The totals listed are for their roles on Essex County council only and do not include any salary or expenses earned on their respective municipal councils.

Application for ground billboards stalled as council awaits sign bylaw



By Ron Giofu


A request to have ground billboards installed in Amherstburg has been stalled as the town awaits its updated sign bylaw.

David McLarty of DB Media came before council at its most recent regular meeting seeking permission to install six billboards within the town, four of which would be in farmer’s fields. He said his company has done business in other municipalities in Essex County and is looking to bring his business into Amherstburg.

“We want to get into the fields before farmers get to work,” McLarty told town council.

Manager of licensing and enforcement Nicole Rubli told town council there is no current provision in the town’s sign bylaw that would allow for billboards but council has the authority to provide an exemption.

Councillor Diane Pouget said the previous council was “very, very concerned” with the amount of offsite signage that is already in town and wanted to know why an updated sign bylaw still hasn’t been before council.

“This sign bylaw has been in the works for over two years,” she said.

A ground billboard stands along Walker Road, on the Essex side. A request to install similar style  signage in Amherstburg did not move forward at the most recent meeting of council as town council members await the new sign bylaw.

A ground billboard stands along Walker Road, on the Essex side. A request to install similar style
signage in Amherstburg did not move forward at the most recent meeting of council as town council members await the new sign bylaw.

Pouget called it “absolutely ludicrous” that a meeting has been held with stakeholders and not with the general public.

Rubli noted that many consultations have gone into the bylaw including with provincial agencies.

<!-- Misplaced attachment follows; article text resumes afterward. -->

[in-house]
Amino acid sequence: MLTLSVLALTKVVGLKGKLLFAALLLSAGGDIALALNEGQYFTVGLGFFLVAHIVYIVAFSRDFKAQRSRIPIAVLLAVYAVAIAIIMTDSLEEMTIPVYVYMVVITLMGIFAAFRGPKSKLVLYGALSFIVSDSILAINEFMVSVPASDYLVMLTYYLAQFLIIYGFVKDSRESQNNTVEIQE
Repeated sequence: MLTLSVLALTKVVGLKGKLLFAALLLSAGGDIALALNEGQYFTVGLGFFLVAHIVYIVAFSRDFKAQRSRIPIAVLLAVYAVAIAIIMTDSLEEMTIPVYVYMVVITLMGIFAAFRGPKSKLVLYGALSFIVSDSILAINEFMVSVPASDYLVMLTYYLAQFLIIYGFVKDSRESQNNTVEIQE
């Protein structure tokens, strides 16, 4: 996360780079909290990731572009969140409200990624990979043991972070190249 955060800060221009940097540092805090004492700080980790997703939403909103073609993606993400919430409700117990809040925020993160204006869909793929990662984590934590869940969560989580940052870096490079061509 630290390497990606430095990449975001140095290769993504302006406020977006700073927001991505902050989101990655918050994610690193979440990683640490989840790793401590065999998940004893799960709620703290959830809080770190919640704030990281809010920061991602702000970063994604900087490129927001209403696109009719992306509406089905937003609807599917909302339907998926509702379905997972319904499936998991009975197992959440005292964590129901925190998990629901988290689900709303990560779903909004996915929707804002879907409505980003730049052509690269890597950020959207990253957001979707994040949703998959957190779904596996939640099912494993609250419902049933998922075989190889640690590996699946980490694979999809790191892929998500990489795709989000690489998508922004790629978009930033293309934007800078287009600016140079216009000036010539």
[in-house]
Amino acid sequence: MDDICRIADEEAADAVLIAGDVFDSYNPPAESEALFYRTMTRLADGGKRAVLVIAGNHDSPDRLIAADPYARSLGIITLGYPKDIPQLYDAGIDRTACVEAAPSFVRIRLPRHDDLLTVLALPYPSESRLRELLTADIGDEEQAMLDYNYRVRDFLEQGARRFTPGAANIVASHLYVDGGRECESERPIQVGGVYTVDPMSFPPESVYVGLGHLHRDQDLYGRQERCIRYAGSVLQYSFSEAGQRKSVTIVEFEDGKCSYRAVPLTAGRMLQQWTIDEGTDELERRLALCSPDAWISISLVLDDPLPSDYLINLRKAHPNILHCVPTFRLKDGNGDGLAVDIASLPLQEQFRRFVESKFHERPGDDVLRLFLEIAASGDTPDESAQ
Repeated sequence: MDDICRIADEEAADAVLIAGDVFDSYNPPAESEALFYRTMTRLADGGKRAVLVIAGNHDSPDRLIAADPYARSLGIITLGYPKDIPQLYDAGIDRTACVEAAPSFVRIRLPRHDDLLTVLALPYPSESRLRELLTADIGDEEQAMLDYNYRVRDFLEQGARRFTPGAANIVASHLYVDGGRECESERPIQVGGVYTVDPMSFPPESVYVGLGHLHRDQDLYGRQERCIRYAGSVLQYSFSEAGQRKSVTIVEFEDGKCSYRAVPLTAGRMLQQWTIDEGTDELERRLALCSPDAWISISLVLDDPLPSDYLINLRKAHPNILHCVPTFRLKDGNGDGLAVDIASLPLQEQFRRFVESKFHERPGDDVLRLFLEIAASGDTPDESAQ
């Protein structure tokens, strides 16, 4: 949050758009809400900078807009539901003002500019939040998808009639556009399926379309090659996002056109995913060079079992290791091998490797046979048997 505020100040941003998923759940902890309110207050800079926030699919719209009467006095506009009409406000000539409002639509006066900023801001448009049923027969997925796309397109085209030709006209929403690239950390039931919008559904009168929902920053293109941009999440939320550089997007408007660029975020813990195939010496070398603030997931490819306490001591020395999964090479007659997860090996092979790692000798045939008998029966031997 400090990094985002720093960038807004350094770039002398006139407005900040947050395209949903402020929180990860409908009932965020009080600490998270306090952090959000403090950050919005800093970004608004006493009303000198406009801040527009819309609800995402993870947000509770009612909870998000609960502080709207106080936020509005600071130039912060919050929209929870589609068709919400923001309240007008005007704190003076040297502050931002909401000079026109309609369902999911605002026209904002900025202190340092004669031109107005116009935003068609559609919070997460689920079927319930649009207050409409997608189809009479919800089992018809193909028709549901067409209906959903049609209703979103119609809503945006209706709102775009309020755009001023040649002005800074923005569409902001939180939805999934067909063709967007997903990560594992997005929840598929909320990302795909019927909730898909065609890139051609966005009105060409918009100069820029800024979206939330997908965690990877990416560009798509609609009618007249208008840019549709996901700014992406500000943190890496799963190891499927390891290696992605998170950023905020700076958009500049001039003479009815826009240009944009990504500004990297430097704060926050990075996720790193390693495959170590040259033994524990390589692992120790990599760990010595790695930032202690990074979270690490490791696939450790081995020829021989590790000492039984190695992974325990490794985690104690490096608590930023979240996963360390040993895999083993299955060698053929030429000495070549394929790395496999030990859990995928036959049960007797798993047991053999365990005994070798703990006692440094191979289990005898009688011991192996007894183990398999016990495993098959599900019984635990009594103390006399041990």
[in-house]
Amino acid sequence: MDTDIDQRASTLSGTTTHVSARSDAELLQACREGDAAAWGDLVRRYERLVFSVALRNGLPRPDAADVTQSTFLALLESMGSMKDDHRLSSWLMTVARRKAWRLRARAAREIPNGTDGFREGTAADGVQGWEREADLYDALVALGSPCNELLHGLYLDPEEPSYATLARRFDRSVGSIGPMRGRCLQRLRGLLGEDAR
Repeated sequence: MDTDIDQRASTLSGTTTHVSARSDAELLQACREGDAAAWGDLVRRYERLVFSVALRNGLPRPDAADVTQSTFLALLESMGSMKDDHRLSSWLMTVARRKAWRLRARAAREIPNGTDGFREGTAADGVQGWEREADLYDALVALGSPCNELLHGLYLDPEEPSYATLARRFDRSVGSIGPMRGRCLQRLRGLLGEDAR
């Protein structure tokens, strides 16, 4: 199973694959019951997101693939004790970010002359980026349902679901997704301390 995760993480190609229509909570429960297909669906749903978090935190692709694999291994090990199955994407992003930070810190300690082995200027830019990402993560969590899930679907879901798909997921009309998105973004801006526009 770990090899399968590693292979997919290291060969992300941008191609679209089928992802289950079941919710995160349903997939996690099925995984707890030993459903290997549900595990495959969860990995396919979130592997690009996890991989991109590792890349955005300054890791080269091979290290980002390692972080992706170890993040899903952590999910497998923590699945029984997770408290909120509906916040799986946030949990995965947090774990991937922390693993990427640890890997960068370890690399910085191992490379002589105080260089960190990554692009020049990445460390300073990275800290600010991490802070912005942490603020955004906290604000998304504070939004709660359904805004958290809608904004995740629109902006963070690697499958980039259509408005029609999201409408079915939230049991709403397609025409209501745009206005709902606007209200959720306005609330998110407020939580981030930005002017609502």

Councillor Rick Fryer said he would like to see signage centralized, suggesting LED signage either at town hall or near the library. Signage seen throughout town “doesn’t make the town look very good at all,” he believed.

Pouget urged council not to provide an exemption for McLarty’s request until a new sign bylaw is before council and public input is allowed for. A time frame of six months to one year was provided before council is expected to see an updated sign bylaw.

McLarty’s delegation was simply received by council.

A motion asking administration bring back a report on ground billboards was defeated. Deputy Mayor Bart DiPasquale and councillors Fryer and Leo Meloche were in favour with Mayor Aldo DiCarlo and councillors Pouget and Jason Lavigne opposed. Procedurally, the motion was lost on a tie vote.

Councillor Joan Courtney was absent from the meeting.

County considering debt to pay for mega-hospital share



By Ron Giofu
Essex County and the City of Windsor have agreed to cough up $200 million towards the new mega-hospital with the county considering going back into debt to pay for its share.

While a final cost isn’t etched in stone, the county is estimating its share of the cost at $90 million based on the population split between the county and the city. While $50 million could be raised by 2027, the remainder would likely have to be financed via debt.

Essex County currently has no long-term debt.

Director of corporate services/treasurer Rob Maisonville noted that $90 million is “way beyond” any other project that the county has taken on and that it is “a big number for the county to absorb.”

The county already set aside $340,000 in its 2015 budget and agreed to transfer $1 million from its rate stabilization reserve. Administration will be asking county council for $760,000 in the 2016 budget and $450,000 per year from 2017-27.

Maisonville said if they proceed at a “minimal amount” or half of one per cent of the levy, he predicts the county can raise at least $50 million of the $90 million required. While debt is not the preferable option, he emphasized the $90 million is a lot for the county so they may have to finance the rest through debt.

“There is a gap,” he acknowledged.

The new hospital system would include the new ten-storey acute care hospital currently proposed at the corner of County Road 42 and Concession 9, near Windsor International Airport. It would have 500 beds at its opening with the capacity to add more beds to meet projected needs.